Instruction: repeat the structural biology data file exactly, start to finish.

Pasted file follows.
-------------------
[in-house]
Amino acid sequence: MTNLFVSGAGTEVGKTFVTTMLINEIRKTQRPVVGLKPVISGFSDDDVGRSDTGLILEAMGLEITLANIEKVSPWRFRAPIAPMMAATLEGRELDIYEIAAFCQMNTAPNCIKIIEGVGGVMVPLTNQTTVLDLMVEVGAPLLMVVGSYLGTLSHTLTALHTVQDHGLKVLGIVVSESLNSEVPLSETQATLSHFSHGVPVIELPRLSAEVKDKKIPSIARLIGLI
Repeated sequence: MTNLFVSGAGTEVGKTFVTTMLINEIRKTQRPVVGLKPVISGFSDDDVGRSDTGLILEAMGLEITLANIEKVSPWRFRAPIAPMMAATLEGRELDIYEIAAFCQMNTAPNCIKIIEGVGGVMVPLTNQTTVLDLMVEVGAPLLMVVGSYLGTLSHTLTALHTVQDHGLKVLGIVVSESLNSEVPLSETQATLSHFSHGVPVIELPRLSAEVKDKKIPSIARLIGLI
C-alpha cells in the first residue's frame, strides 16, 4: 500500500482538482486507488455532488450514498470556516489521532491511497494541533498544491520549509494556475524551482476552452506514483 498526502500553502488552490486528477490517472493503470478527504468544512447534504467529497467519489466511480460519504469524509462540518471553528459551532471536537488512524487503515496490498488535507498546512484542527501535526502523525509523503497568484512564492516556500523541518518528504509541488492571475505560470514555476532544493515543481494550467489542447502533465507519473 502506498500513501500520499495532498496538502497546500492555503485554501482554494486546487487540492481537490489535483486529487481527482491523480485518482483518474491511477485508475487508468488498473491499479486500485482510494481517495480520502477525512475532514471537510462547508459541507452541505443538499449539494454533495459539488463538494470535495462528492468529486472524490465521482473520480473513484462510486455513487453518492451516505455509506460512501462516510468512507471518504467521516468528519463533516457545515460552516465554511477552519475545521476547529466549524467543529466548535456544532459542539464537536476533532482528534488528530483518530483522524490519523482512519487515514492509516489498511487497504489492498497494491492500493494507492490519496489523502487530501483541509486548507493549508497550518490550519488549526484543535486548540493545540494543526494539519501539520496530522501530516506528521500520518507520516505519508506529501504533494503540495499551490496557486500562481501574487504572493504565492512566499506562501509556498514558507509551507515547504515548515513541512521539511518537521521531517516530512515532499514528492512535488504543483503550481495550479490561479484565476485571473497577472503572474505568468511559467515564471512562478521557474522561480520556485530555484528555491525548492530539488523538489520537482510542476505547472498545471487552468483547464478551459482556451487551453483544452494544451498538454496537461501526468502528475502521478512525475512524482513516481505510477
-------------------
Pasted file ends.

[in-house]
Amino acid sequence: MTNLFVSGAGTEVGKTFVTTMLINEIRKTQRPVVGLKPVISGFSDDDVGRSDTGLILEAMGLEITLANIEKVSPWRFRAPIAPMMAATLEGRELDIYEIAAFCQMNTAPNCIKIIEGVGGVMVPLTNQTTVLDLMVEVGAPLLMVVGSYLGTLSHTLTALHTVQDHGLKVLGIVVSESLNSEVPLSETQATLSHFSHGVPVIELPRLSAEVKDKKIPSIARLIGLI
Repeated sequence: MTNLFVSGAGTEVGKTFVTTMLINEIRKTQRPVVGLKPVISGFSDDDVGRSDTGLILEAMGLEITLANIEKVSPWRFRAPIAPMMAATLEGRELDIYEIAAFCQMNTAPNCIKIIEGVGGVMVPLTNQTTVLDLMVEVGAPLLMVVGSYLGTLSHTLTALHTVQDHGLKVLGIVVSESLNSEVPLSETQATLSHFSHGVPVIELPRLSAEVKDKKIPSIARLIGLI
C-alpha cells in the first residue's frame, strides 16, 4: 500500500482538482486507488455532488450514498470556516489521532491511497494541533498544491520549509494556475524551482476552452506514483 498526502500553502488552490486528477490517472493503470478527504468544512447534504467529497467519489466511480460519504469524509462540518471553528459551532471536537488512524487503515496490498488535507498546512484542527501535526502523525509523503497568484512564492516556500523541518518528504509541488492571475505560470514555476532544493515543481494550467489542447502533465507519473 502506498500513501500520499495532498496538502497546500492555503485554501482554494486546487487540492481537490489535483486529487481527482491523480485518482483518474491511477485508475487508468488498473491499479486500485482510494481517495480520502477525512475532514471537510462547508459541507452541505443538499449539494454533495459539488463538494470535495462528492468529486472524490465521482473520480473513484462510486455513487453518492451516505455509506460512501462516510468512507471518504467521516468528519463533516457545515460552516465554511477552519475545521476547529466549524467543529466548535456544532459542539464537536476533532482528534488528530483518530483522524490519523482512519487515514492509516489498511487497504489492498497494491492500493494507492490519496489523502487530501483541509486548507493549508497550518490550519488549526484543535486548540493545540494543526494539519501539520496530522501530516506528521500520518507520516505519508506529501504533494503540495499551490496557486500562481501574487504572493504565492512566499506562501509556498514558507509551507515547504515548515513541512521539511518537521521531517516530512515532499514528492512535488504543483503550481495550479490561479484565476485571473497577472503572474505568468511559467515564471512562478521557474522561480520556485530555484528555491525548492530539488523538489520537482510542476505547472498545471487552468483547464478551459482556451487551453483544452494544451498538454496537461501526468502528475502521478512525475512524482513516481505510477